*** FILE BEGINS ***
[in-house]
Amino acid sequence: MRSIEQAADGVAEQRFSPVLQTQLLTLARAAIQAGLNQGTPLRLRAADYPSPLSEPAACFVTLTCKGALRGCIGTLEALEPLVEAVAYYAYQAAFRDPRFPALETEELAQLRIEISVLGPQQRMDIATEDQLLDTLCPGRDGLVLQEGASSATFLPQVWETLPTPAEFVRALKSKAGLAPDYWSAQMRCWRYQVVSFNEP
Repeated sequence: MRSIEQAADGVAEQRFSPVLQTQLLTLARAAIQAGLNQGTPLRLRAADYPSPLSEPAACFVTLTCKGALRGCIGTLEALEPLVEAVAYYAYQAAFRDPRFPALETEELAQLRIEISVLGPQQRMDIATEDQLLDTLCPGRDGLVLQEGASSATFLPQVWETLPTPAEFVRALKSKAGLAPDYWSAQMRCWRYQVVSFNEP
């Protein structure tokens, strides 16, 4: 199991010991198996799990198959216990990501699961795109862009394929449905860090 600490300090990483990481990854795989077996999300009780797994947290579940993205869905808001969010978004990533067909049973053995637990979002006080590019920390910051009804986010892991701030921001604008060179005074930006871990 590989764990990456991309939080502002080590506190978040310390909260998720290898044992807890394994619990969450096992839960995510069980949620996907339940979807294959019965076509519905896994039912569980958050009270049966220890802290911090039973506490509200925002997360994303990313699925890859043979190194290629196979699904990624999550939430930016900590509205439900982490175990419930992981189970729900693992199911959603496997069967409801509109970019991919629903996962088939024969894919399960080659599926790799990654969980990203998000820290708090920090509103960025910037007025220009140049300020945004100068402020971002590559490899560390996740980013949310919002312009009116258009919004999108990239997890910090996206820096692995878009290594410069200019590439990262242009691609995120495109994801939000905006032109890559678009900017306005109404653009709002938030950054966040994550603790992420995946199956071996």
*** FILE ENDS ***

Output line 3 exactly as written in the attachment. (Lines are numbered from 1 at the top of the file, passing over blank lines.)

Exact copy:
Repeated sequence: MRSIEQAADGVAEQRFSPVLQTQLLTLARAAIQAGLNQGTPLRLRAADYPSPLSEPAACFVTLTCKGALRGCIGTLEALEPLVEAVAYYAYQAAFRDPRFPALETEELAQLRIEISVLGPQQRMDIATEDQLLDTLCPGRDGLVLQEGASSATFLPQVWETLPTPAEFVRALKSKAGLAPDYWSAQMRCWRYQVVSFNEP